For you first, God raised up his servant and
sent him to bless you by turning each of you from your evil ways."
[⇒ 3:1-⇒ 4:31] This
section presents a series of related events: the dramatic cure of a lame beggar
(⇒ Acts 3:1-10) produces a large audience for the
kerygmatic discourse of Peter (⇒ Acts 3:11-26). The
Sadducees, taking exception to the doctrine of resurrection, have Peter, John,
and apparently the beggar as well, arrested (⇒ Acts
4:1-4) and brought to trial before the Sanhedrin. The issue concerns
the authority by which Peter and John publicly teach religious doctrine in the
temple (⇒ Acts 4:5-7). Peter replies with a brief
summary of the kerygma, implying that his authority is prophetic
(⇒ Acts 4:8-12). The court warns the apostles to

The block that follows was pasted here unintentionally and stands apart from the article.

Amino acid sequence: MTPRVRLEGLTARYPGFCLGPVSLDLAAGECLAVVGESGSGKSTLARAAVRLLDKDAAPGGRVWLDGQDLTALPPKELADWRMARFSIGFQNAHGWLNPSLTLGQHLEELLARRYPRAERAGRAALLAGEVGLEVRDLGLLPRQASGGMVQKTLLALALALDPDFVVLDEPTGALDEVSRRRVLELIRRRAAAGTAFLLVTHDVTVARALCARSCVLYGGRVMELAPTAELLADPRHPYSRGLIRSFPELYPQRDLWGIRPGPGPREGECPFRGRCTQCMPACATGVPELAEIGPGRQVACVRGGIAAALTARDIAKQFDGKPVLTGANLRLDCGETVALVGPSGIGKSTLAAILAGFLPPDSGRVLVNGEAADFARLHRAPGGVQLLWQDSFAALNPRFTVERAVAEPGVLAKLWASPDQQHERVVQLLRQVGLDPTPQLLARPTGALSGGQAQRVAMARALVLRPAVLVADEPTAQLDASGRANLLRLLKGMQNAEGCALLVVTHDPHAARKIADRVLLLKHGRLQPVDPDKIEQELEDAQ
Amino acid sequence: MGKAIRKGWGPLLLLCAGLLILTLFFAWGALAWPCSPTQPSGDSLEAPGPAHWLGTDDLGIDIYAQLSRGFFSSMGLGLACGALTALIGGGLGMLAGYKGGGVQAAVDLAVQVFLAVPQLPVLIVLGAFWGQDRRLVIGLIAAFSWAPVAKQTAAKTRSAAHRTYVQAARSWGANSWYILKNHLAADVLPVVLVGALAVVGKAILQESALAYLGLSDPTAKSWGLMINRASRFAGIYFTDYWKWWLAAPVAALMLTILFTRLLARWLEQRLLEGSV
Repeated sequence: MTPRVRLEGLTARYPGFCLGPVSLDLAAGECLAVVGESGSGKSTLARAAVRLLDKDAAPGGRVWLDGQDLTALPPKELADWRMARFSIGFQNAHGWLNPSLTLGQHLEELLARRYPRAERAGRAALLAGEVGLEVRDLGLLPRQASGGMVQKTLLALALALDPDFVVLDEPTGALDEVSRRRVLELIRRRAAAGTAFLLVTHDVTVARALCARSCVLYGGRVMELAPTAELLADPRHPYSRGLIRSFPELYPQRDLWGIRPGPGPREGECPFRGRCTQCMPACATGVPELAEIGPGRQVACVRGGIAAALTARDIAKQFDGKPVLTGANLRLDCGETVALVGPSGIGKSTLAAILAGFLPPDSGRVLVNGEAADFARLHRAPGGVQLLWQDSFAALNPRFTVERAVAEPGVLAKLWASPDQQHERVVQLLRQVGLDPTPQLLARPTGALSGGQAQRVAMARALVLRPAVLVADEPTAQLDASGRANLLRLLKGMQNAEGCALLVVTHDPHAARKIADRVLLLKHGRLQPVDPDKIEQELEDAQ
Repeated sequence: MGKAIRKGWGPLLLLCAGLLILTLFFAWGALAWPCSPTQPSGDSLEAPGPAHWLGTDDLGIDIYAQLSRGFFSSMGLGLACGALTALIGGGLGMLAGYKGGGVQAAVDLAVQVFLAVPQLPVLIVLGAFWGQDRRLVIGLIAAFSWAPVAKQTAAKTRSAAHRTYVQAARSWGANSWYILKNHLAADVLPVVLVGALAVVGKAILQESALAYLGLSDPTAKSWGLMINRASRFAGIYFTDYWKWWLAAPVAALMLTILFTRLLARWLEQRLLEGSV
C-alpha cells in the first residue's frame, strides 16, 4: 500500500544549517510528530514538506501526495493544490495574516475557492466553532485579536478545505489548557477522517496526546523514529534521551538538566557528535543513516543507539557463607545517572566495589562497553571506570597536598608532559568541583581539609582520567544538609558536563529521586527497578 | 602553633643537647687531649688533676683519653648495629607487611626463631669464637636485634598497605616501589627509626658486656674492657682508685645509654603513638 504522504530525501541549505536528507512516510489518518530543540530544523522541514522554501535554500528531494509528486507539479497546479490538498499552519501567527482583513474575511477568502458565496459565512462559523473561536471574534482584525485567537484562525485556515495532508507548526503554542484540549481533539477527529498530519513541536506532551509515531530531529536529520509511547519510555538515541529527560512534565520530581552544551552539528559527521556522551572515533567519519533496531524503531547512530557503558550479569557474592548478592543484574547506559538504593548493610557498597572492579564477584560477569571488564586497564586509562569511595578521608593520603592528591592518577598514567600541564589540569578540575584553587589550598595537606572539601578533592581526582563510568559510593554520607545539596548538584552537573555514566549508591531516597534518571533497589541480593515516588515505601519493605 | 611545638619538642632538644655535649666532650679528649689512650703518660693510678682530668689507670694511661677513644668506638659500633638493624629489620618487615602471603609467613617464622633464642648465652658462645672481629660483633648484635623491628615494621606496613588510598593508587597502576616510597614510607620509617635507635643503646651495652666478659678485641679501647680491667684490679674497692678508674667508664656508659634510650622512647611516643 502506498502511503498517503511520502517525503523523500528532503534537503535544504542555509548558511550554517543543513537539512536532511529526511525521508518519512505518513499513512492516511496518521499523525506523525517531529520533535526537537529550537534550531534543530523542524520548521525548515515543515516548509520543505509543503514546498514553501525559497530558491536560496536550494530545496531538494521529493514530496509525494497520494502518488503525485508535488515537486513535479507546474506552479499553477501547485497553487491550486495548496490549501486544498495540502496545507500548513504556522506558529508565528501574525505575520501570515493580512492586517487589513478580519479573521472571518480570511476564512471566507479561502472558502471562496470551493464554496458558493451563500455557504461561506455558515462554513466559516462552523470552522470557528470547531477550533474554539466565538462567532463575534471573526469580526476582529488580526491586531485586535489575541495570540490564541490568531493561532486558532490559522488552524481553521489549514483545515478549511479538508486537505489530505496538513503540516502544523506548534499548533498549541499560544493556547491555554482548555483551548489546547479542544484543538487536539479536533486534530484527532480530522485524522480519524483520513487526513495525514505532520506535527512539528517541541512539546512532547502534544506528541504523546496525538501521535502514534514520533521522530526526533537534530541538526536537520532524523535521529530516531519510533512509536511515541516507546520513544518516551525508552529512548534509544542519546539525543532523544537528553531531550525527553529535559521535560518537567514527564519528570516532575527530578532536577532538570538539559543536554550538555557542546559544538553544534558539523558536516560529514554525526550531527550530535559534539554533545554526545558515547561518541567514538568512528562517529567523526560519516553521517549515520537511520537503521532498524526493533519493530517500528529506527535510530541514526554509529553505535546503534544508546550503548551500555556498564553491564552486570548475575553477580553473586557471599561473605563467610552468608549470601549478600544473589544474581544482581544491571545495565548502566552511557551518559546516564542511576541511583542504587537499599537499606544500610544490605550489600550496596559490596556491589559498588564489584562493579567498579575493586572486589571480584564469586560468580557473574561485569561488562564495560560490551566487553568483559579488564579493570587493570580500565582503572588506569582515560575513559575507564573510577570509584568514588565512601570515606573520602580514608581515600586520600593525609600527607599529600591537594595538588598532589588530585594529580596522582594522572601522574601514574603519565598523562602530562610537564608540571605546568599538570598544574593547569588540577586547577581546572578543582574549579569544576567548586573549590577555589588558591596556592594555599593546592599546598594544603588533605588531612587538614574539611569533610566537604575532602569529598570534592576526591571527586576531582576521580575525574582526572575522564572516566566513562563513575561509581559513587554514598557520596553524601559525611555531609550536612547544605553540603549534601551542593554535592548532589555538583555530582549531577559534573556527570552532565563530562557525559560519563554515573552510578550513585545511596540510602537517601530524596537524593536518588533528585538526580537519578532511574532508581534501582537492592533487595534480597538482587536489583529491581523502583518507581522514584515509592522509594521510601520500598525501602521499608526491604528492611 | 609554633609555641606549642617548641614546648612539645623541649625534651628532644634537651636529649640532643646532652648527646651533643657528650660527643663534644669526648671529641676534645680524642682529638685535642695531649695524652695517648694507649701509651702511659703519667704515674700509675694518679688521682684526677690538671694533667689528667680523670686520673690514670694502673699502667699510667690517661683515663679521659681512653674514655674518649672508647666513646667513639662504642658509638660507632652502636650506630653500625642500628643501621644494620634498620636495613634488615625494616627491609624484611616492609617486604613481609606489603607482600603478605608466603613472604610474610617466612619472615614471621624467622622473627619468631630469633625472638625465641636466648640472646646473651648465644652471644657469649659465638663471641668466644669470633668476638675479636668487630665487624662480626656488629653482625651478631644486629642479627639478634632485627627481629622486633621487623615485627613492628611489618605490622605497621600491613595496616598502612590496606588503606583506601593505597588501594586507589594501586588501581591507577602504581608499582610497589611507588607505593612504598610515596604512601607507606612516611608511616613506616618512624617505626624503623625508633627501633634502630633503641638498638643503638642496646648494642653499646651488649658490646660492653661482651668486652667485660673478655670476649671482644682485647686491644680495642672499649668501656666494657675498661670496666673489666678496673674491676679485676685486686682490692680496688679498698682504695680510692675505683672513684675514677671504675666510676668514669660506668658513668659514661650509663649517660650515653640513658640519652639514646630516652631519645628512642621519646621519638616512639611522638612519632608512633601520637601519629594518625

abandon their practice of invoking prophetic authority in the name of Jesus
(⇒ Acts 4:13-18). When Peter and John reply that the
prophetic role cannot be abandoned to satisfy human objections, the court
nevertheless releases them, afraid to do otherwise since the beggar, lame from
birth and over forty years old, is a well-known figure in Jerusalem and the
facts of his cure are common property (⇒ Acts
4:19-22). The narrative concludes with a prayer of the Christian
community imploring divine aid against threats of persecution
(⇒ Acts 4:23-31).
2  For the three o'clock hour of
prayer: literally, "at the ninth hour of prayer." With the day
beginning at 6 A.M., the ninth hour would be 3 P.M.
3 [6-10] The miracle has a dramatic
cast; it symbolizes the saving power of Christ and leads the beggar to enter